In-Person Classes Raise New Concerns for Students with Accommodations

Nicky Andrews | The PhoenixThe Wellness Center aims to connect students with long-term care options.

As the student body returned to campus Aug. 30, some students with disabilities have been forced to adapt to the physical and mental demands that have come with their new schedules and have turned to the Student Accessibility Center (SAC) and the Wellness Center for help.

Senior molecular biology major Esabella Yon has had hemiplegic migraines since she was 11. For Yon, the migraines mimic symptoms of a stroke that include blindness, inability to speak, numbness in half of her body as well as concussion symptoms. Yon said she typically gets three to five migraines a semester that can result in her taking a week off of school at a time. 

“Online schooling really allowed me to manage my medical condition when it became a problem,” Yon, 21, said. 

Similar to Yon, junior Maxine Tewsley, found a greater sense of ease while taking online classes. 

Tewsley, who is studying advocacy and social change, was diagnosed with epilepsy in March 2019. While her seizures are mainly caused due to an increase in stress and lack of sleep, Tewsley said online school made it easier to recover from her episodes — the worst being back in February when she had four seizures in one day. 

“Just the thought of not having to be present in the physical space was comforting,” Tewsley, 19, said. “It took me about two weeks to recover from that day, teachers were already understanding because it was a pandemic and I could relax in my space, in my home.”

For students like Yon and Maxine, online schooling provided flexibility to those facing the effects of chronic illnesses. For some, being able to take a class anywhere meant more freedom to schedule doctor’s appointments, stay in bed for class and have more energy to reserve for their health.

In preparation for the transition back to in-person classes, Yon began working with the SAC — a department that provides accommodations to students with mental and physical illnesses and conditions — and her professors earlier this year to try to get an accommodation for remote learning.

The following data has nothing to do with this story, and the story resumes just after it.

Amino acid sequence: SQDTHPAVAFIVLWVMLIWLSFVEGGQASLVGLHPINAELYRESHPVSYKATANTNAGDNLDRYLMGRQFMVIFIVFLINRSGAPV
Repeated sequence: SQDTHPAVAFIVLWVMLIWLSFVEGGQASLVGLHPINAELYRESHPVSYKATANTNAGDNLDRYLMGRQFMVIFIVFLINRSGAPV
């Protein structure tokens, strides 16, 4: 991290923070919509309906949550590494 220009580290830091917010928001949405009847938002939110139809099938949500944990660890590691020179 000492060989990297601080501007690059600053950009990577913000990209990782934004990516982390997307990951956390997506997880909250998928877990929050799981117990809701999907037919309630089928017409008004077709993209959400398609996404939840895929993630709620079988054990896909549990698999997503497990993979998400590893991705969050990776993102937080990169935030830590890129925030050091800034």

When first applying for accommodations, students must meet with a counselor from the SAC, then for the semesters that follow, the students have to virtually resubmit an application to have their accommodations granted. Accommodations can include extended time on tests, flexible deadlines, flexible attendance as well as priority registration. 

While almost all of her classes are now online, she still has had to adjust to two in-person lab classes and in-person testing. Yon said she found her first exam that was back in-person “challenging” but had little option to take it online after she struggled to get her remote classes accommodation over the summer. 

“Upon beginning to discuss with all my teachers how [a remote accommodation] would look, I was actually told by one of my professors that SAC was telling professors not to accommodate me,” Yon said. “I was in contact with some higher-ups from SAC and when I started asking those types of questions they stopped responding.”

Betsi Burns, the director of the SAC, said the SAC works with students and faculty in providing accommodations to students. 

“SAC collaboratively works with students and faculty to ensure accessibility in and out of the classroom,” Burns said, in response to criticism from students like Yon. “While Loyola has resumed in-person learning, the University makes remote learning accommodations for students with documented disabilities under the guidance of the Americans with Disabilities Act and Section 504 of the Rehabilitation Act.”

Nicky Andrews | The Phoenix Chronically ill students turn to the help of the Student Accessibility Center. 

While some struggled to find all the help they needed with departments like SAC, others with accommodations were grateful for their support. 

Lena Hirsch, a junior majoring in sociology and anthropology, has dealt with anxiety during her time at Loyola.

“For me the biggest thing is testing,” Hirsch,19, said. “For those suffering with anxiety or other mental health conditions, taking tests within certain time limits can be very stressful.”